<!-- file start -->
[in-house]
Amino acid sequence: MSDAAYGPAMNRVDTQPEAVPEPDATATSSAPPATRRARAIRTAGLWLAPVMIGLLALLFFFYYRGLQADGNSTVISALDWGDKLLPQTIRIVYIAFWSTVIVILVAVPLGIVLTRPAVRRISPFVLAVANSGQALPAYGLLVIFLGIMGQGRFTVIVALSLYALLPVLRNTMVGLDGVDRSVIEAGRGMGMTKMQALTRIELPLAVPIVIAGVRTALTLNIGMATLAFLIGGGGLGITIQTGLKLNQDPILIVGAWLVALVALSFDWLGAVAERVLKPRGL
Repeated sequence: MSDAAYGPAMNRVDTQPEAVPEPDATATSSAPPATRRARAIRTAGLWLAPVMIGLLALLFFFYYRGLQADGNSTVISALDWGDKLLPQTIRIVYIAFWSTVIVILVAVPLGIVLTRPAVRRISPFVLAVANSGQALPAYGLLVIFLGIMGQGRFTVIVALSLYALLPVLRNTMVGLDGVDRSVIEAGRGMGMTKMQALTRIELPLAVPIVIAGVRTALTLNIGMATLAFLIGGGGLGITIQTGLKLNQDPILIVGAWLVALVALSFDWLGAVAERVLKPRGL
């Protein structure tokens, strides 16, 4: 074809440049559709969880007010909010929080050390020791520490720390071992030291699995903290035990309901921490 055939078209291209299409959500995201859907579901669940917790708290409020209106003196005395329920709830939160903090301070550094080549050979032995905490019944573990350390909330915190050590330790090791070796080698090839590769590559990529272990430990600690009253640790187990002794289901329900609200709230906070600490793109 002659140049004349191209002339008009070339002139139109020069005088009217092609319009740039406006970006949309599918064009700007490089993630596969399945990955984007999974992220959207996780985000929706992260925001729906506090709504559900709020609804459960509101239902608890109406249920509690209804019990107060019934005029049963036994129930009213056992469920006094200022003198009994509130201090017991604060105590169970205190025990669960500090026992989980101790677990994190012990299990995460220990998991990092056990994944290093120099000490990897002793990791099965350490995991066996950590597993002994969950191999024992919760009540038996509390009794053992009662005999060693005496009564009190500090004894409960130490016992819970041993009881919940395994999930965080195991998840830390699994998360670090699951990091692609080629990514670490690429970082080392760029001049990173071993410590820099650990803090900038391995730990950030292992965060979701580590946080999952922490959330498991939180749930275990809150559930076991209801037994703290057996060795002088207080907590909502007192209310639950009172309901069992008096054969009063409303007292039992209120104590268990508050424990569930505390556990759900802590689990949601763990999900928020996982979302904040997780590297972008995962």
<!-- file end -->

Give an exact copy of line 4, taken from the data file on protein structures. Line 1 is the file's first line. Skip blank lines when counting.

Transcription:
């Protein structure tokens, strides 16, 4: 074809440049559709969880007010909010929080050390020791520490720390071992030291699995903290035990309901921490 055939078209291209299409959500995201859907579901669940917790708290409020209106003196005395329920709830939160903090301070550094080549050979032995905490019944573990350390909330915190050590330790090791070796080698090839590769590559990529272990430990600690009253640790187990002794289901329900609200709230906070600490793109 002659140049004349191209002339008009070339002139139109020069005088009217092609319009740039406006970006949309599918064009700007490089993630596969399945990955984007999974992220959207996780985000929706992260925001729906506090709504559900709020609804459960509101239902608890109406249920509690209804019990107060019934005029049963036994129930009213056992469920006094200022003198009994509130201090017991604060105590169970205190025990669960500090026992989980101790677990994190012990299990995460220990998991990092056990994944290093120099000490990897002793990791099965350490995991066996950590597993002994969950191999024992919760009540038996509390009794053992009662005999060693005496009564009190500090004894409960130490016992819970041993009881919940395994999930965080195991998840830390699994998360670090699951990091692609080629990514670490690429970082080392760029001049990173071993410590820099650990803090900038391995730990950030292992965060979701580590946080999952922490959330498991939180749930275990809150559930076991209801037994703290057996060795002088207080907590909502007192209310639950009172309901069992008096054969009063409303007292039992209120104590268990508050424990569930505390556990759900802590689990949601763990999900928020996982979302904040997780590297972008995962």